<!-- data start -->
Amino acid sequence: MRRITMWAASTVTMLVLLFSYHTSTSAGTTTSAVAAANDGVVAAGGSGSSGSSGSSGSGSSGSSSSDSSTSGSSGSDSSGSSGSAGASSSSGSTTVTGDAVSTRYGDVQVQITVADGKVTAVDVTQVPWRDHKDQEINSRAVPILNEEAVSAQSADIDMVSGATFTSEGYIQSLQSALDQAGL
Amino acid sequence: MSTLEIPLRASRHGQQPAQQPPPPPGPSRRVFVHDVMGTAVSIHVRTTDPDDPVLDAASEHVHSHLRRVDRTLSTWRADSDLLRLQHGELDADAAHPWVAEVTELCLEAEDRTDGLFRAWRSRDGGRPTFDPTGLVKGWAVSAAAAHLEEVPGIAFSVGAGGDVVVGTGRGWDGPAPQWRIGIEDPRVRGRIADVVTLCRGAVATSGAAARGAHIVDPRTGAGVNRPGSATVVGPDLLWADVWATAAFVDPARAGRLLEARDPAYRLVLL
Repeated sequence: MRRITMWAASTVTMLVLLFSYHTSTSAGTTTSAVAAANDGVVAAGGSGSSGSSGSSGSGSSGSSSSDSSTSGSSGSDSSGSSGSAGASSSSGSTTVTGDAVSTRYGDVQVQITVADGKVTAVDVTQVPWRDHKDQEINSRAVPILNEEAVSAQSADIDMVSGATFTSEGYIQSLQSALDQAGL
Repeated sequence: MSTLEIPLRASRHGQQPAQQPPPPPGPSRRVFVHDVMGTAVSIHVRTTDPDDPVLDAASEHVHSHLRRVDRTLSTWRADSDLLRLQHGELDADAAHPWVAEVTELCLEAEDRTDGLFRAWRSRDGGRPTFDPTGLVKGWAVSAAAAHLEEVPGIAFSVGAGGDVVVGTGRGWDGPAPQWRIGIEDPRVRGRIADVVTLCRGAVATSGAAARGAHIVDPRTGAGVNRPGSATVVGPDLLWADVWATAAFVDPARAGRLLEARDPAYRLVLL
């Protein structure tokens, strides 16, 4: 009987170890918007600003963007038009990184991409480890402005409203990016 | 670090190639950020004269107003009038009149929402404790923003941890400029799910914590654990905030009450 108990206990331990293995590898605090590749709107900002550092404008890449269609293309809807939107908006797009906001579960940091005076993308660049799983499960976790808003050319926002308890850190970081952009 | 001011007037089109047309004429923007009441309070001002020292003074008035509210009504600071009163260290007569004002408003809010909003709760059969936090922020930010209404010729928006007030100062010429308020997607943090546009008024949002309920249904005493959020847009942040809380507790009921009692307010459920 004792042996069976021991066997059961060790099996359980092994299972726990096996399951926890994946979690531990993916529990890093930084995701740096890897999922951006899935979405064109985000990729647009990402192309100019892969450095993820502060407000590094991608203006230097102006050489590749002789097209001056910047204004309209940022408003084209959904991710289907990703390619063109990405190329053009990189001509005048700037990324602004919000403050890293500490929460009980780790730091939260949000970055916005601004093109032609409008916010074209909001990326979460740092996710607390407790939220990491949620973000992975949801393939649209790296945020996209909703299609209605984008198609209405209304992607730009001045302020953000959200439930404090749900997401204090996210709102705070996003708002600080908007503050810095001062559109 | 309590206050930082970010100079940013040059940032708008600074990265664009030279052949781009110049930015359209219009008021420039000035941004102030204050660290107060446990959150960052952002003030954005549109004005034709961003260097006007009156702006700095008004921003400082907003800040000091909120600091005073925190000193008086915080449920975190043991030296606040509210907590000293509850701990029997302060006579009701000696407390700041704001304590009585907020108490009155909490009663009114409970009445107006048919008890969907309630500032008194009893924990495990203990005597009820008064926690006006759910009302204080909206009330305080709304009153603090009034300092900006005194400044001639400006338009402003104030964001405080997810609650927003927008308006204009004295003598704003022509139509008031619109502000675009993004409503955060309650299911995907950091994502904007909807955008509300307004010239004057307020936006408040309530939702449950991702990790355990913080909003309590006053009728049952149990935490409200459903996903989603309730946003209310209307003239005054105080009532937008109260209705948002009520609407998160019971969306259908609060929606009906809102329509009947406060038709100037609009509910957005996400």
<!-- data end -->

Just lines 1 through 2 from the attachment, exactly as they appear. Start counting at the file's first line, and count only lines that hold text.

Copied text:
Amino acid sequence: MRRITMWAASTVTMLVLLFSYHTSTSAGTTTSAVAAANDGVVAAGGSGSSGSSGSSGSGSSGSSSSDSSTSGSSGSDSSGSSGSAGASSSSGSTTVTGDAVSTRYGDVQVQITVADGKVTAVDVTQVPWRDHKDQEINSRAVPILNEEAVSAQSADIDMVSGATFTSEGYIQSLQSALDQAGL
Amino acid sequence: MSTLEIPLRASRHGQQPAQQPPPPPGPSRRVFVHDVMGTAVSIHVRTTDPDDPVLDAASEHVHSHLRRVDRTLSTWRADSDLLRLQHGELDADAAHPWVAEVTELCLEAEDRTDGLFRAWRSRDGGRPTFDPTGLVKGWAVSAAAAHLEEVPGIAFSVGAGGDVVVGTGRGWDGPAPQWRIGIEDPRVRGRIADVVTLCRGAVATSGAAARGAHIVDPRTGAGVNRPGSATVVGPDLLWADVWATAAFVDPARAGRLLEARDPAYRLVLL